Use what you like to do as your guide for what you want to do next. 

Go deeper into your specialty and own it.

Be the best at something and make it known that you’re the best at it.

These are two very different but very important distinctions.

You MUST learn how to toot your own horn.

It can be uncomfortable for you, but you have to do it if you want to be known for your specialty.

Make career decisions for yourself.

Do not take a job for a title, an excellent salary, or out of desparation.

All of those reasons will only make you momentarily happy.

Money and titles come and go.

Take a job because it fits in lockstep with your personality, passion, and what you want to learn next.

(Read this post to learn how to make a career change.)

Decide if you want to be a people leader early in your career.

Look, you’ve known if you can lead people since you were a kid.

You were either born to be a leader, or you weren’t.

We’re not all built to lead, so if you’re not, get clear on that early in your career.

Ask yourself if you want to be an individual contributor with subject matter expertise or if you want to lead people.

If you want to be a leader, you must have the subject matter expertise first.

Then you must lead by caring about other people’s careers to the furthest extent possible.

If you don’t care about other people’s careers, do us all a favor and stay out of management.

Always look for a boss, not a job.

When you do look for your next job, make sure you’re laser-focused on finding a boss you click with.

Besides your family and friends, your next most important relationship is the one with your boss.

Don’t take the job if anything feels off with the chemistry between you and the hiring manager when you’re interviewing.

That little thing will eventually become big, and you’ll be looking for a new job again.

Listen to your gut.

Remember that it’s still a man’s world.

You’re a woman, and because of that, your career path will be different and more challenging than your male counterparts.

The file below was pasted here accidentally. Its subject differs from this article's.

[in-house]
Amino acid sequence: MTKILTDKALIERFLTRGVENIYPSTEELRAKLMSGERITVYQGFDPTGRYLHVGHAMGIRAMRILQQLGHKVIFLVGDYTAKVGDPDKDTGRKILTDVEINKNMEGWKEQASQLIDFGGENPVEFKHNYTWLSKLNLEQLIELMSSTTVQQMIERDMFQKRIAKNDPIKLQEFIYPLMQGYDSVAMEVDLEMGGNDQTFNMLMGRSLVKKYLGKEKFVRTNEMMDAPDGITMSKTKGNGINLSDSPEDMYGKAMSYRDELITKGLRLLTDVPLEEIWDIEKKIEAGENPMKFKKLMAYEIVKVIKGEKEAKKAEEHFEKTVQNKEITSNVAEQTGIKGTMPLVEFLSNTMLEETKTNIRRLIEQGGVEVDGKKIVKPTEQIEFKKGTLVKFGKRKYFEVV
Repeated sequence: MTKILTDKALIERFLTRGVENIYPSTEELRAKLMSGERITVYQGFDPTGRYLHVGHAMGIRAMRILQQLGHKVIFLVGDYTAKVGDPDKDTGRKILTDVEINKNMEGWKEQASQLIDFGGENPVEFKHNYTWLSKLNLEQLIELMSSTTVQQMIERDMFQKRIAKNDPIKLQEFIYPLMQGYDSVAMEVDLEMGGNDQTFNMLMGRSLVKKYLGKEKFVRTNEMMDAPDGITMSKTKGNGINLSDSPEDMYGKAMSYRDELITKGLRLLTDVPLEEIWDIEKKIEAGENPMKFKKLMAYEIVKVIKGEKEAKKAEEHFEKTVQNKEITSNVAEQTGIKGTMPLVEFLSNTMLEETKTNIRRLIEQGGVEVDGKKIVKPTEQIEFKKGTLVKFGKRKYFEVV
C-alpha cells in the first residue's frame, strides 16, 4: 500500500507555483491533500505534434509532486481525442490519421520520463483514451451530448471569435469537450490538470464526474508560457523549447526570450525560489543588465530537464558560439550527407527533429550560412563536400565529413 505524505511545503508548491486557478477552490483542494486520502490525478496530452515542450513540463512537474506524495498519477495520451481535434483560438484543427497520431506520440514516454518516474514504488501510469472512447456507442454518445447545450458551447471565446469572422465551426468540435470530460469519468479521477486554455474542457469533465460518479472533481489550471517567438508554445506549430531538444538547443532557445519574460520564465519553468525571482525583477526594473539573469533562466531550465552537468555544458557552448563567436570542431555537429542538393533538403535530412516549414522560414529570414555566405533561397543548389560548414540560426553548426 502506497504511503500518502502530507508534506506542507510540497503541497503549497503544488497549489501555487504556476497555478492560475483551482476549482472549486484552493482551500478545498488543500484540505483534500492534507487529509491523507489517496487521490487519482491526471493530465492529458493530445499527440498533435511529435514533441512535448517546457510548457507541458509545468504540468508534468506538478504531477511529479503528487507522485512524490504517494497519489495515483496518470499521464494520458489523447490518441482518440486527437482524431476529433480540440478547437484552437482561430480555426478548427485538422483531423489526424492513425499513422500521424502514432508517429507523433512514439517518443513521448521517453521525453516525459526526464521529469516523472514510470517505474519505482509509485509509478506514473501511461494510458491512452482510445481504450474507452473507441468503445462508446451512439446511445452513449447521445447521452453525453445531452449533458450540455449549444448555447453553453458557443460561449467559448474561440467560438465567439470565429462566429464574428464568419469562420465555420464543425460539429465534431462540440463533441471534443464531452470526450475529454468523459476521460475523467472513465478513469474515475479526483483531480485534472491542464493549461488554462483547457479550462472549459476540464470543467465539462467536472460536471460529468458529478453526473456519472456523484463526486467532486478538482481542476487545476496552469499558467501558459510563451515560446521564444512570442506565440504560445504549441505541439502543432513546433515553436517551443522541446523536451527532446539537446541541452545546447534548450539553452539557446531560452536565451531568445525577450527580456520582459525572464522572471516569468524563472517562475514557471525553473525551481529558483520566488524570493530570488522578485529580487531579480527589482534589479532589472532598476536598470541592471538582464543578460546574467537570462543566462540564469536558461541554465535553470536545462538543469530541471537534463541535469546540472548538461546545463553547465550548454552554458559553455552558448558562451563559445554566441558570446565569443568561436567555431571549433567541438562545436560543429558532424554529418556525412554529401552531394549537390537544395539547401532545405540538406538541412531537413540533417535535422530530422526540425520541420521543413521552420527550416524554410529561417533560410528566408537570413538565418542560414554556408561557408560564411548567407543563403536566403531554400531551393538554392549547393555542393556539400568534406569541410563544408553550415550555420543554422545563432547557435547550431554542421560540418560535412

It just is.

You do not have the inherent advantage in the professional world that men do.

It sounds harsh, but it’s true.

Accept it and make the best of it.

Your responsibility as a professional woman is to seek out and build up other professional women.

Do not let individual jealousy, envy, or bitchiness take over your rational thinking and decision-making.

Keep your eye on the prize of equality for women in the workplace.

You win when she wins. 

Figure out what you want and put your all into getting it. 

Apply for leadership positions if you want to.

Be a boss and a mom if you want to.

Be an individual contributor and a cat lady if you want to.

Start your own business if you want to.

Stay at home with your kids if you want to.

Be a role model for other women (that’s not optional).

Because you’re a woman, you were born with finely-tuned intuition.

Use it to guide your decisions.


Check in with me from time to time.

Remember that I am here for you no matter what, and my door is always open.

Do not hesitate to contact me if you need a reference, an ear, a second opinion, or whatever.

I hired you because I care about your career.

That isn’t limited to just the time we’ve spent working together here. 

I will be cheering you on from the sidelines, and I can’t wait to see where life takes each of you.